Order a few less balloons for Jamie Dimon’s tenth anniversary. The JPMorgan boss celebrates a decade at the helm later this year, but on Tuesday stockholders rained on the parade. More than a third of the shares voted against his pay and in favor of splitting the roles of chairman and chief executive. It suggests Dimon will face vocal opposition from a large minority of investors for perhaps as long as he is in the job.
After all, the $2.6 trillion bank just came through a mostly peaceful year. Its biggest legal costs seem behind it and there were no big trading scandals. Revenue dipped slightly, but all things considered it was no surprise Dimon’s pay held steady at $20 million. If anything, it was his compensation a year earlier that deserved opprobrium, jumping 74 percent even as the bank shelled out billions of dollars to settle claims of wrongdoing.
This time around, however, Dimon was awarded $7.4 million, or 40 percent of his bonus, in cash. It’s the first time since 2011 he has been paid anything but stock. Shareholder advisory firm Glass Lewis called on investors to reject it because the bank has provided no performance metrics, like return on equity, for executive pay. As these become more common, JPMorgan increasingly becomes an outlier. It helps explain why 39 percent of shares voted against, the lowest figure since the Dodd-Frank Act in 2010 required a say-on-pay vote.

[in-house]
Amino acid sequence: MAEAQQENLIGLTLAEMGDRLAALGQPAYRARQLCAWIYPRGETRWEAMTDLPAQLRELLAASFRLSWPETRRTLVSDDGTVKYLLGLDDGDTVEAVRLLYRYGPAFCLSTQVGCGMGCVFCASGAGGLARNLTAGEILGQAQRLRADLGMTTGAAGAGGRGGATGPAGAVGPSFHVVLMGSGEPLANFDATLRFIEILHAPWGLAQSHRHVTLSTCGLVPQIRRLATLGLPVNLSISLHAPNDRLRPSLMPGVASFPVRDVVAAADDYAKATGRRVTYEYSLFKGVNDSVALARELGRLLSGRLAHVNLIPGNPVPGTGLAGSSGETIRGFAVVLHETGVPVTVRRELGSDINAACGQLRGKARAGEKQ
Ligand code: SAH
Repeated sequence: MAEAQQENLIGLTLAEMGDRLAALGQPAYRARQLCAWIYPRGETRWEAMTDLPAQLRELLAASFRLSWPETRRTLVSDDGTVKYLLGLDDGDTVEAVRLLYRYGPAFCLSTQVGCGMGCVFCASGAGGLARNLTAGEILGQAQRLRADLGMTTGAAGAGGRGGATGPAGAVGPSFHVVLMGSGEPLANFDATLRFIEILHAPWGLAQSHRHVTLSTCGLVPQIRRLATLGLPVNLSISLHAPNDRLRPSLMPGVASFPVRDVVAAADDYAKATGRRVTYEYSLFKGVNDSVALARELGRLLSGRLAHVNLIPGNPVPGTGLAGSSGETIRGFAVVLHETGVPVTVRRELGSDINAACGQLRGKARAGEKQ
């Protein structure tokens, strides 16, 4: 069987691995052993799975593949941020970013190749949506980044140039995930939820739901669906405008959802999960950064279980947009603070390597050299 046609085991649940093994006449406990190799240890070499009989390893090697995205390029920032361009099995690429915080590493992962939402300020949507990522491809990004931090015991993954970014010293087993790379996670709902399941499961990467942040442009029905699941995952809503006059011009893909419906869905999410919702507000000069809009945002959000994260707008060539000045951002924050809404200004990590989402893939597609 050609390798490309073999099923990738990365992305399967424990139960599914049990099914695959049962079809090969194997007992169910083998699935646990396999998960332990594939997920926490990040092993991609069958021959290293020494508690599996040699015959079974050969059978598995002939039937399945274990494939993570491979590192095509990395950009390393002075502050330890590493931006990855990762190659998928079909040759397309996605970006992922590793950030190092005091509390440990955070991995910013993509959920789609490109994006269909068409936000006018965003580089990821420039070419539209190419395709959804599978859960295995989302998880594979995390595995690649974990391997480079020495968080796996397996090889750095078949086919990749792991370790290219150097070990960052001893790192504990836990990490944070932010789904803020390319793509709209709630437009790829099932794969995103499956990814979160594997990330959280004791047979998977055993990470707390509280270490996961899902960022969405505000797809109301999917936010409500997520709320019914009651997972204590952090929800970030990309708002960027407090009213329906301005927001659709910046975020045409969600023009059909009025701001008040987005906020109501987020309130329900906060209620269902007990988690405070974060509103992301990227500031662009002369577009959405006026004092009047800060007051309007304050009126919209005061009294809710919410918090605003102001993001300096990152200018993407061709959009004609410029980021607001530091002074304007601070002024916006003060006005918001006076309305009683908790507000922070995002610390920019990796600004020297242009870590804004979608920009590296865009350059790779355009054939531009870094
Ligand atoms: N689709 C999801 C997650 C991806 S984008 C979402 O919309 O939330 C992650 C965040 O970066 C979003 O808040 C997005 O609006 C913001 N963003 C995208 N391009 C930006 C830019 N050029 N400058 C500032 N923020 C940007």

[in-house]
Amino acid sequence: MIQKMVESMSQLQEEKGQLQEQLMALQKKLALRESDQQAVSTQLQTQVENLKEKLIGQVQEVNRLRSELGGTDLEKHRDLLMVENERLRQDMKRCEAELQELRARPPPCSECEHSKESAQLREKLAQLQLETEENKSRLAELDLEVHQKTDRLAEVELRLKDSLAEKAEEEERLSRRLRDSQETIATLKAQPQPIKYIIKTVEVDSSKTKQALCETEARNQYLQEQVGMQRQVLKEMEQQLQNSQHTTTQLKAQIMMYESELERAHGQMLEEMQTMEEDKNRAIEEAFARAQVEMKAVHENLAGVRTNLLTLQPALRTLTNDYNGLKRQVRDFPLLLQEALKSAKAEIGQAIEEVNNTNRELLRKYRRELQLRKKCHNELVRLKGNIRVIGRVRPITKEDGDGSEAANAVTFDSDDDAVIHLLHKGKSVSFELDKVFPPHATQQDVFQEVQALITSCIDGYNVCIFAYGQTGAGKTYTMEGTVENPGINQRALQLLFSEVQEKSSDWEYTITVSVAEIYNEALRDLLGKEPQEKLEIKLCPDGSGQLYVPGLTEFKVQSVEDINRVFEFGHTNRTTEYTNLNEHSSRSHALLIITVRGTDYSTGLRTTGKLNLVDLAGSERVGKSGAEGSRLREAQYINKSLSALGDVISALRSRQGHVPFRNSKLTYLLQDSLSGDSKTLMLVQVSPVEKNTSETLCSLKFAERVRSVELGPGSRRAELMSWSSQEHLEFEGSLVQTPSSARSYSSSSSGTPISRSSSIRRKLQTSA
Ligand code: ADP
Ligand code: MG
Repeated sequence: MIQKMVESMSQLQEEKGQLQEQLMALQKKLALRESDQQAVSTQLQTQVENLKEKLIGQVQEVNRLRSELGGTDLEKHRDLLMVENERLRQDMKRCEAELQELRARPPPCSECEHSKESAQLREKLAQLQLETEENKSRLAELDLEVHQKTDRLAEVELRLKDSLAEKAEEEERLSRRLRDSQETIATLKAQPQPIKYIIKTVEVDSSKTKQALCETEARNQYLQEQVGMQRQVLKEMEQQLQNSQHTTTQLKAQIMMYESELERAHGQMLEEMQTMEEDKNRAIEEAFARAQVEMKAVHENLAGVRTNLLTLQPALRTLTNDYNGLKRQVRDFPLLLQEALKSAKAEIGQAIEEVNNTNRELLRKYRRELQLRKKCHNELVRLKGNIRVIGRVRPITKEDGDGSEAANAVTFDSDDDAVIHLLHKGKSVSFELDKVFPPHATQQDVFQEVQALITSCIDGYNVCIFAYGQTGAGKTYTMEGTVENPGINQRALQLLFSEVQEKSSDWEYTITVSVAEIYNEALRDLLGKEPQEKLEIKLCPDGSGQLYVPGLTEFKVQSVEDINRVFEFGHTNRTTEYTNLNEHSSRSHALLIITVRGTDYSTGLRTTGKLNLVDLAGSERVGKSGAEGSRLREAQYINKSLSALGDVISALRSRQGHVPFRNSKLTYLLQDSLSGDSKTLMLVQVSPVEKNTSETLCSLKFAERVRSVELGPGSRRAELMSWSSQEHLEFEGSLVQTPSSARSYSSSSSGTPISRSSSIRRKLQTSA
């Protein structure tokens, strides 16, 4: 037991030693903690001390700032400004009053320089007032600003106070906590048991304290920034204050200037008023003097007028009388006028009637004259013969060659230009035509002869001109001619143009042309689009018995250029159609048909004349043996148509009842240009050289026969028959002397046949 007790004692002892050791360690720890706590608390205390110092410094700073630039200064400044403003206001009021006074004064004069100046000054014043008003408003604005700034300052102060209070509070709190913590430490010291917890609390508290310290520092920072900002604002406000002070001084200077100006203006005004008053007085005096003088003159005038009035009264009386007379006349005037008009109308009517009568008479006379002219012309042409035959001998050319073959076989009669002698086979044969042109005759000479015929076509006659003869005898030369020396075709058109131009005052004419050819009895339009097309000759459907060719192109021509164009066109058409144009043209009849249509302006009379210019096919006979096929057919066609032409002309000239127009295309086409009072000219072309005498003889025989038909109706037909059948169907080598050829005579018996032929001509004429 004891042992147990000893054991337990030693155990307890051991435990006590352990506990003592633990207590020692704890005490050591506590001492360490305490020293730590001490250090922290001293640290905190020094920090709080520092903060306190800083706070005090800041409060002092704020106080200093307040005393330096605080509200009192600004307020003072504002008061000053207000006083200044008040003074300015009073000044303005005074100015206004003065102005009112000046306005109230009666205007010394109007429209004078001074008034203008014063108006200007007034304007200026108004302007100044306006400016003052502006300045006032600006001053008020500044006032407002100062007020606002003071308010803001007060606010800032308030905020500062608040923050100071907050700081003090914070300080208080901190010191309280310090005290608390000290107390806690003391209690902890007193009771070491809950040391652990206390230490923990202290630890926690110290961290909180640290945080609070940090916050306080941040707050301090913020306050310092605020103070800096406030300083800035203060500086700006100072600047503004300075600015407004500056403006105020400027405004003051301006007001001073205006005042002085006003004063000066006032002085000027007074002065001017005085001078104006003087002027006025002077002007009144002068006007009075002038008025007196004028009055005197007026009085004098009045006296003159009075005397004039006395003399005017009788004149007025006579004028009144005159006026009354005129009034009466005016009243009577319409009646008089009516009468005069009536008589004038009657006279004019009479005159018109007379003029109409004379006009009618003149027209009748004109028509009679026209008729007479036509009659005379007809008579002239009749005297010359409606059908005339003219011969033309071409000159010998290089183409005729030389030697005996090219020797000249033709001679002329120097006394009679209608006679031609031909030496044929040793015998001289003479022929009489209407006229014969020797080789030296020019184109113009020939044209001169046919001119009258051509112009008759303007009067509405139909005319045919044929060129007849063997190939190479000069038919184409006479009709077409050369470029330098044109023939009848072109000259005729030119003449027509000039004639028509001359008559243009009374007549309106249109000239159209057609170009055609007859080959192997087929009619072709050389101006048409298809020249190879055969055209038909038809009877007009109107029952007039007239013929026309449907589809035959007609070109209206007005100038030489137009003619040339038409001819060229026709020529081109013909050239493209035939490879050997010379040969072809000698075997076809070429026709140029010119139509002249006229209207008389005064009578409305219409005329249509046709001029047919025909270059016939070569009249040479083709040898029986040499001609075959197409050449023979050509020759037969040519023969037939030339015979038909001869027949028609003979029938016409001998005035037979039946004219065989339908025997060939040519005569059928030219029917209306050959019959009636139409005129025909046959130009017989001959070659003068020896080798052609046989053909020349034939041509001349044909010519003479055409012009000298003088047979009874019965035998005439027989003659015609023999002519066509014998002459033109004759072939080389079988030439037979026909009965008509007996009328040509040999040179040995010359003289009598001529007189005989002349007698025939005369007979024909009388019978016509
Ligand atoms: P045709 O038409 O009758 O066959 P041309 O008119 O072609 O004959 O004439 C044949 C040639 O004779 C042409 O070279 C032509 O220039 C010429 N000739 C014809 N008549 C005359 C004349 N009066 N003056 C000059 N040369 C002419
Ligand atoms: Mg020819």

Arguably, the more important ballot measure was on splitting the two top roles, albeit only after Dimon leaves. Some 36 percent of shares voted in favor, close to the 40 percent support a similar proposition garnered three years ago, just days after Dimon revealed the bank’s whopping London Whale trading losses.
Perhaps Dimon’s cancer diagnosis in 2014 heightened concerns about the possibility of losing a chairman and CEO at once. Better yet would be if big bank shareholders were starting to appreciate the broader corporate governance benefits of having two people in the jobs.
Either way, the votes at JPMorgan are a welcome sign. It means Dimon and his fellow board members are being watched closely. Long may the vigilance last.